Curious? Well, this is not a typical office job, and you won’t start the day to the sound of a blow dryer or beard trimmer. Instead of a 30 minute commute via car or public transit, simply tie up your hiking boots for a mere 30 second walk from your tent to morning meeting. The other good news is you can wear the same outfit every day with no judgments attached.
Expeditions can range from 7 to 50 days in length throughout Minnesota with a primary course location in the Boundary Waters Canoe Area (BWCA). However, trying to sum up a day in the life of an instructor is not easy because expeditionary travel yields numerous unknowns. The season, weather, wildlife, your co-instructor, and participants within the group will influence the variability of each trip. However, for a successful expedition, a solid structure is essential. Two instructors will work together to establish a shared vision and bring a solid “daily flow” to fruition. Here is a brief summary of a day on a summer course in the BWCA to paint a picture.
Morning in Camp: Rise with the Sun
Most instructors set their alarm between 4:30-6:30am. Waking up under the stars will reward your crew with paddling out at sunrise through calm morning waters, taking an afternoon dip at camp, eating dinner over a fire at sunset, and settling into sleeping bags before a “Boundary Waters bug hour” begins. The morning typically consists of a morning meeting, stretches, exercise, camp break down, breakfast, a relevant skill lesson, and a navigation briefing before travel.
Canoe Travel: Carry All that is Necessary
If you struggle with sitting in front of a computer all day, then you may find this part of the job most rewarding. Yet, it is important to maintain good physical condition, as travel throughout the Boundary Waters is no stroll through the park. You will paddle and portage with packs weighing up to 70lbs along numerous lakes and portages throughout the day. Some other factors that may challenge you could range from resolving group conflict during a thunderstorm to daydreaming about that chocolate milkshake you ate before course. Instructors teach a variety of hard and soft skills, while managing the physical health and morale of the group.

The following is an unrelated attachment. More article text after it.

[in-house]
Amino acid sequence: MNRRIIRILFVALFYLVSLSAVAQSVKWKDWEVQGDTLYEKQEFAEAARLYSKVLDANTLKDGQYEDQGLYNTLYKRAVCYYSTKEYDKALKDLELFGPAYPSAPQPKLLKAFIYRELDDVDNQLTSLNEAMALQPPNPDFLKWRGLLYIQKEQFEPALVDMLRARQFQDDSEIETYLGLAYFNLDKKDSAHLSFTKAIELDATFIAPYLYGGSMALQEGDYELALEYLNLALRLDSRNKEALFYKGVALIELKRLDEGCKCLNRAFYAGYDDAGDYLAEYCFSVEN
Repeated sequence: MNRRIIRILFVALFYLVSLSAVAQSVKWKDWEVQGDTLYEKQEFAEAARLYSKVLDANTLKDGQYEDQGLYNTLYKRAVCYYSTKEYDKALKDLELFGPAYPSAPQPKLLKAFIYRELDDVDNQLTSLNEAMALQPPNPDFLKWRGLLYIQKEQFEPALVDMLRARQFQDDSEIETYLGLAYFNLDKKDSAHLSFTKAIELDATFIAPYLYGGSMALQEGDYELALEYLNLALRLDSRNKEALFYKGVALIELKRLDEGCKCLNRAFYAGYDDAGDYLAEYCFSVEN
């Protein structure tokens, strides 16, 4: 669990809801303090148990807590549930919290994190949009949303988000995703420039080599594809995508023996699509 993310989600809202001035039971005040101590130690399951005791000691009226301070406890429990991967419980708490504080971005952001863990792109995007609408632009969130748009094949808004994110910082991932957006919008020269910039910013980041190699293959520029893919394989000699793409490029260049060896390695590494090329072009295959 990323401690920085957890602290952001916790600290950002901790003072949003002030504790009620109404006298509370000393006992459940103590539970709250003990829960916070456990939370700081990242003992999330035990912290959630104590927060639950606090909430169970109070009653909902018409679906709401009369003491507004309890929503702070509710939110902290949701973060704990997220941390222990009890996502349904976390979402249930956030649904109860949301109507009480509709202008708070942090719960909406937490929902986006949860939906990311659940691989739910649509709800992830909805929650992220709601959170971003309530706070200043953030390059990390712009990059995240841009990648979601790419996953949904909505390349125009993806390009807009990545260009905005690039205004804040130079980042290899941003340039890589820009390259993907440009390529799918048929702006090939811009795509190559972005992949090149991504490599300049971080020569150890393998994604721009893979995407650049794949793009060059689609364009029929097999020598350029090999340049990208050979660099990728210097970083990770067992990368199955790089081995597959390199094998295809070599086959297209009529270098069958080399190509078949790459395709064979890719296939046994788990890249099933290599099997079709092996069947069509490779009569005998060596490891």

Evening in Camp: Create a Well-Oiled Machine
After a long day of travel, you will arrive at a new campsite each afternoon. Physical traveling will be replaced with creating a new home, refueling energy, and preparing for sleep. As an instructor, it is your responsibility to effectively hone your teaching skills to transfer knowledge to expedition members who may be struggling to acknowledge the woods is their new bathroom for the next three weeks. The evening consists of collecting firewood, managing personal hygiene, setting up camp, cooking dinner over a fire, and cleaning dishes. The night concludes with an evening meeting to reflect on the day, restore relationships, and plan for tomorrow.
In sum, this is an overview of the structure of a course, which is just one aspect to master with craft and excellence. You also wear the hat of an educator, counselor, wilderness first responder, and backcountry chef to name a few. Through these roles, you learn how to juggle different leadership styles and how to help others accomplish what they thought was out of reach.
But what also accompanies being an Outward Bound Instructor is a vulnerable heart with half to show sincere compassion towards others and the other half to laugh at your own foolishness. Your job is to guide a diverse group of individuals to accomplish personal and group goals while balancing structure, challenge, purpose, and connection. In the end, each expedition cannot be recreated and you, just like your participants, will recognize your own strengths and weaknesses and what lessons to take from the woods back into a world that is not so simplified.